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Recipes for Disaster:The Cooking Sub-Forum


Inspired by The Opener, and the need for Matt Lee’s hair to continue to have a healthy meal in order to not weaken.

We need food. It’s a proven fact, probably.

But when you’re playing games, who has time to eat?
Well, all of us.
But who has time to cook?
Again, all of us.


This is a place for us to share food. Not literally, the internet isn’t that good yet.

But we can share food-things that allow us to continue to not die whilst still playing games, and also not be miserable about the quality of the hard-tack of our game overlords.

Preferably you should share simple gamer-food here, which would be the most useful to us, and should be the majority of posts, but more elaborate recipes are fine. But quick, easy, and happy is the best.

What you feel about making it is the money-melon, though. Don’t think you have to add this quality to this sub-forum, good snacks for gamers is the focus. But it’s certainly allowed. Love makes good food.


To start this off, I’ll share a simple Gazpacho recipe I sent to my aunt in '09. I made it overly elaborate, and I made a few digressions, but the basic recipe in bold is foolproof. I’m just doing this to show everyone that whatever you post here, it’s not going to be worse than this:

OK, going to give you the text, with a few comments in italics. Anything in italics are my personal notes. What I actually do is added after the recipe. You could do the original recipe with great results, btw, it’s kind of an idiot-proof dish (that’s why so many people puree it: they’re lazy and want to have an easy, tasty side course. Drop the ingredients into a blender, and you’re done! I personally hate “blender salad.”)
Katie’s Gazpacho
Get this stuff!
3 tomatoes
1 cucumber (I sometimes add or substitute a little high-quality deli or kosher pickle, about 1/4 or 1/8 cucumber’s worth)
1 red onion (I use sweet onion, but red does look good and adds zip. If your onions are small, you may need 2 or 3)
1 clove fresh garlic (I sometimes use 2 if small, more on garlic later)
1/4 cup oil (extra virgin olive oil)
1/4 cup vinegar (I use balsamic vinegar, and add somewhere from a tea- to a table-spoon apple cider vinegar to compensate for the lack of acidity)
3/4 pint tomato juice (= 1 1/2 cups, = 12 oz, = one soda-sized can of V8. V8 adds more flavor, smoother texture, and more salt than tomato juice.)
1 yellow pepper (green peppers aren’t ripe and taste unripe. They should never be used for gazpacho. Orange or red are ok, but yellow is best for color)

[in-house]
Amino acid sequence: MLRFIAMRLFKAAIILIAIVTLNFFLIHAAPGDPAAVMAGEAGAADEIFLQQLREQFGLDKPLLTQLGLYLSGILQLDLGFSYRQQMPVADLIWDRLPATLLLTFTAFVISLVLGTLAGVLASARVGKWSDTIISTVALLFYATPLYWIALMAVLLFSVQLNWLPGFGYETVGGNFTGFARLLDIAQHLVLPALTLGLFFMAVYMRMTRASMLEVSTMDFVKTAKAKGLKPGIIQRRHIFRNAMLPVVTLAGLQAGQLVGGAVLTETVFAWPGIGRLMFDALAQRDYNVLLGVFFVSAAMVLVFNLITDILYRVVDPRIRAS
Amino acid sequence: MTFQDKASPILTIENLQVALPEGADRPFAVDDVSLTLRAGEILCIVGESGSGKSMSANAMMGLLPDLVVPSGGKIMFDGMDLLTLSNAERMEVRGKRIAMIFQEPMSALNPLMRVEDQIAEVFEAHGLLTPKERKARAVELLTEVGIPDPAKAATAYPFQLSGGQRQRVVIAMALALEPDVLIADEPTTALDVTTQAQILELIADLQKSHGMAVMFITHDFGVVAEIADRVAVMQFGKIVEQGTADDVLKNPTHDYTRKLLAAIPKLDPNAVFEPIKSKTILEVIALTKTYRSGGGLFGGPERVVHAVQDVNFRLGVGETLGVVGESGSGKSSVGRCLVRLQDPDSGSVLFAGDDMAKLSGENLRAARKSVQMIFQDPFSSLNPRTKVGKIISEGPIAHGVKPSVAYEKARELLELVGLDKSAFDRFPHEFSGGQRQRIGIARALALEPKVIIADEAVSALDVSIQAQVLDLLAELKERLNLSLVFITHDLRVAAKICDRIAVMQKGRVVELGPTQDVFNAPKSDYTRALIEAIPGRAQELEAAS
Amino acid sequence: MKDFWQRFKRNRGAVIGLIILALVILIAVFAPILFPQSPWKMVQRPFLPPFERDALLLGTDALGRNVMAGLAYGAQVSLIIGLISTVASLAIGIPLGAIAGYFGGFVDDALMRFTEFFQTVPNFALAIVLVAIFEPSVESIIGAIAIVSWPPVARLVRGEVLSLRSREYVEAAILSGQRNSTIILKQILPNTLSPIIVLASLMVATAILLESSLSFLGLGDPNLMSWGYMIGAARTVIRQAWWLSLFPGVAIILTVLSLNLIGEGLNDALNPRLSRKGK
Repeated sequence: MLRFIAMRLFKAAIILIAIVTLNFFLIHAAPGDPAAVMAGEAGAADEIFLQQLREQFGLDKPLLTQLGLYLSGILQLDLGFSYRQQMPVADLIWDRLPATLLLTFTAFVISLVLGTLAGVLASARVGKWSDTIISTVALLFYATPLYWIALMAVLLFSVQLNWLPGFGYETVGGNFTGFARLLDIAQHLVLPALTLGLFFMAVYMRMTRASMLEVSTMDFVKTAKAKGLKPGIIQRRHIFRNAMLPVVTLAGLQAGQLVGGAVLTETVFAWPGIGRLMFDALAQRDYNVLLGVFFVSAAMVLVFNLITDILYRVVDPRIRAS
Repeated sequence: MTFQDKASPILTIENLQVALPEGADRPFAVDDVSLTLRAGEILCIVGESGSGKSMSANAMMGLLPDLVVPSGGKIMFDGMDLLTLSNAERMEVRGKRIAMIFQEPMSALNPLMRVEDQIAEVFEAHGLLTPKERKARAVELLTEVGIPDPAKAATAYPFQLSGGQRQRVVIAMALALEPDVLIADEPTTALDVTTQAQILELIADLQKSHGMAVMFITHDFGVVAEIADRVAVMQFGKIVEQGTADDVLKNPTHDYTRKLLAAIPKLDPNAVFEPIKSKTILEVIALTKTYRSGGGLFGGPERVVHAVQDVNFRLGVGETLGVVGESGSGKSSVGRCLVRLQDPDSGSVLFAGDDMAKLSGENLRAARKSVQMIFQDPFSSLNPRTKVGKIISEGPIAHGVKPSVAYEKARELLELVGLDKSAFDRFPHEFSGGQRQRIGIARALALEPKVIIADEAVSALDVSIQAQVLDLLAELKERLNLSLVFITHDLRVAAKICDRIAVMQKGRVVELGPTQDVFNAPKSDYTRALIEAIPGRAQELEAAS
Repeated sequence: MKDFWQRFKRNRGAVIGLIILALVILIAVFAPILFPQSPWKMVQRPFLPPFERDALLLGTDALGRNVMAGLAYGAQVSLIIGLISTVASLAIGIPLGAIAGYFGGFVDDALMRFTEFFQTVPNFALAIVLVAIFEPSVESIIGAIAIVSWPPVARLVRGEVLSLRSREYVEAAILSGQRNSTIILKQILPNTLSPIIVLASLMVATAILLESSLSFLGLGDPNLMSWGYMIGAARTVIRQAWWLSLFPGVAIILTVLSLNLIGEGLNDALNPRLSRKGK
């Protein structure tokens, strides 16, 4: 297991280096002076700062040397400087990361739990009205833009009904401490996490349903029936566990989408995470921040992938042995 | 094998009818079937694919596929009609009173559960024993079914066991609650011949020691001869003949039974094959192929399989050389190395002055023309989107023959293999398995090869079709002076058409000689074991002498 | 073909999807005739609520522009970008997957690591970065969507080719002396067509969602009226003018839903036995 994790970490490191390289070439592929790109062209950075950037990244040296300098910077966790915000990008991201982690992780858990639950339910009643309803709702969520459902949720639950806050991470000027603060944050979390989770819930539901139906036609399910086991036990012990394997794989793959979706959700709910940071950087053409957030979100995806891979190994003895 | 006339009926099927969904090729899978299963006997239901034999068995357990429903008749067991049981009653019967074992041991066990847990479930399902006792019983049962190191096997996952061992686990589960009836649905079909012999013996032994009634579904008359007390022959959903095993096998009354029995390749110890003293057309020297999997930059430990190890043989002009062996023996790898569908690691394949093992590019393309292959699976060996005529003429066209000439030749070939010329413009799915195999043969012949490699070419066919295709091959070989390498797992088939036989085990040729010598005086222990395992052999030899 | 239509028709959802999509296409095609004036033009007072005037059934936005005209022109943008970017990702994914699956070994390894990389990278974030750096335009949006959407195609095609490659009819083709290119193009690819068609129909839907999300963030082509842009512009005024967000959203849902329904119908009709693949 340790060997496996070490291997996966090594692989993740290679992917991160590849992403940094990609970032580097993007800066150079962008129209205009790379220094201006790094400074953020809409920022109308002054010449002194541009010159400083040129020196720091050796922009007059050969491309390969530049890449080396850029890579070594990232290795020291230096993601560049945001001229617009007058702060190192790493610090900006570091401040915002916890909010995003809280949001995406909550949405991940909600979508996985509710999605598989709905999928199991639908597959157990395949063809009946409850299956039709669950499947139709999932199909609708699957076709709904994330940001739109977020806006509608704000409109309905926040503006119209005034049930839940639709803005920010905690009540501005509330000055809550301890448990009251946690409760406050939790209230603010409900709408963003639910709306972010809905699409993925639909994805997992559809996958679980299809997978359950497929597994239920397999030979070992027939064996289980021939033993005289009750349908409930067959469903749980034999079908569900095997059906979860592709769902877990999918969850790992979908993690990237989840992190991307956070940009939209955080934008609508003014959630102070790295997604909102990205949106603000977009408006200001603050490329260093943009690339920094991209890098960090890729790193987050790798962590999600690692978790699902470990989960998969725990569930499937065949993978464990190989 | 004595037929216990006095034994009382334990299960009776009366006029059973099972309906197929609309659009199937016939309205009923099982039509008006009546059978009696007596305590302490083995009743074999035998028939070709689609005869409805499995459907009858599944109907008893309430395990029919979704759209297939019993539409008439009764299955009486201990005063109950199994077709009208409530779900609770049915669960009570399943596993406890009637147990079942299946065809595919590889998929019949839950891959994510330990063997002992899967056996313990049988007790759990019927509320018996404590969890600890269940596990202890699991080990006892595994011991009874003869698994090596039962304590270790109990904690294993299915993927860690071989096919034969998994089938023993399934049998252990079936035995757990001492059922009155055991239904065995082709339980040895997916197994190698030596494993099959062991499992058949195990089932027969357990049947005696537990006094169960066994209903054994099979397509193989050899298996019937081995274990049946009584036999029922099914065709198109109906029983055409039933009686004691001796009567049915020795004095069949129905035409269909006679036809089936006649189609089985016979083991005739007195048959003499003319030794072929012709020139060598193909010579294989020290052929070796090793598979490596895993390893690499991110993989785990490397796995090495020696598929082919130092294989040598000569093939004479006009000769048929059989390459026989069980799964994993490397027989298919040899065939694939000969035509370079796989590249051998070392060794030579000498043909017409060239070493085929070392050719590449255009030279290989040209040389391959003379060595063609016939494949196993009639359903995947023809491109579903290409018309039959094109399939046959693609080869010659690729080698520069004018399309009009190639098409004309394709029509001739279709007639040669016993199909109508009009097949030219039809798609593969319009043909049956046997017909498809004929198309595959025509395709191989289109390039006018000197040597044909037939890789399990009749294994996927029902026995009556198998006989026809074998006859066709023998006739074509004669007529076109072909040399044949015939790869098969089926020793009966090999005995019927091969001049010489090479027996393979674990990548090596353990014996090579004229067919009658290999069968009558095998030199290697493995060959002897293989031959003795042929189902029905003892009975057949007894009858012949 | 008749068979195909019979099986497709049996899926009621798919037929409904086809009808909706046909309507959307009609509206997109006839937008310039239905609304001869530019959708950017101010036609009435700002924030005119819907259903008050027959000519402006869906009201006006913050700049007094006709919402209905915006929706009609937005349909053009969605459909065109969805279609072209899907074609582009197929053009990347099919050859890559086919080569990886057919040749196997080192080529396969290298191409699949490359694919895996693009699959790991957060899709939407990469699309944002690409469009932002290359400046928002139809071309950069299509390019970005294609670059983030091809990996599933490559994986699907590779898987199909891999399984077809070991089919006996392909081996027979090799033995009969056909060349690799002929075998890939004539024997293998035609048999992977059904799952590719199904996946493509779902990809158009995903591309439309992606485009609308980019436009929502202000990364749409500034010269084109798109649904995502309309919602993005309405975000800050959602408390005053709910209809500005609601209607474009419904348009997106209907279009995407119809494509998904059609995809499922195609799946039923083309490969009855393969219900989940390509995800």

salt and pepper to taste (get to salt in a moment, but always use fresh ground pepper. A fun substitute for pepper: grains of paradise (aka alligator pepper)!
optional: fresh cilantro, maybe fresh basil or other fresh herb to taste
optional? not really: 1 fresh jalapeno pepper, preferably red-ripe, but green is ok
Tabasco sauce. Also not really optional

Chop all the vegetables into small pieces. Mix tomato juice, oil, and vinegar with a spoon. Add the chopped vegetables. Add salt and pepper to taste. Chill and serve to your buds!

That’s a fine recipe. Make it, ignore my italics, and you’ll be happy. But here’s what I do:

Examine all veggies when you buy them. Only get the ones that make you happy. Do organic when you can, especially for the cucumber and tomatoes, but only if they’re good quality.

Chop veggies in order on the same board: in order of most-flavorful to most flavor-retaining: garlic, then onion, then peppers, then tomato, then cucumber. If you use a little bit of a deli pickle, I’ve no idea when you should chop it, that’s a work in progress.

On a sturdy chopping board, with a solid and sharp chef’s knife, smack a clove or two of garlic (depending on how big they are) with the flat of the blade to peel it. Walk the knife over the garlic a bit. Throw a couple of large pinches of coarse salt (kosher or sea) on the garlic (combined with the salt from the V8 later on, this is where all your salt for the dish is coming from). With the flat of the blade, smoosh and grind the salt into the garlic. Think about scraping on wallpaper paste, or mortaring bricks, that should give some idea about how to smoosh the garlic. You could use a mortar and pestle (it’s more traditional), but you retain a lot of flavor by using one cutting board.

The point is to have a runny wet garlicky liquid paste, with no chunks, that will dissolve into the soup. If it seems like you can’t get rid of the chunks, add a little more salt. If you started with too much salt, adding more garlic isn’t necessarily a good idea, but it is an exciting one!

Scrape that mess into the oil and vinegar, and mix it up a little. This will retain some of the volatile (and tasty) oils, and un-harsh the “gaaalic” a little.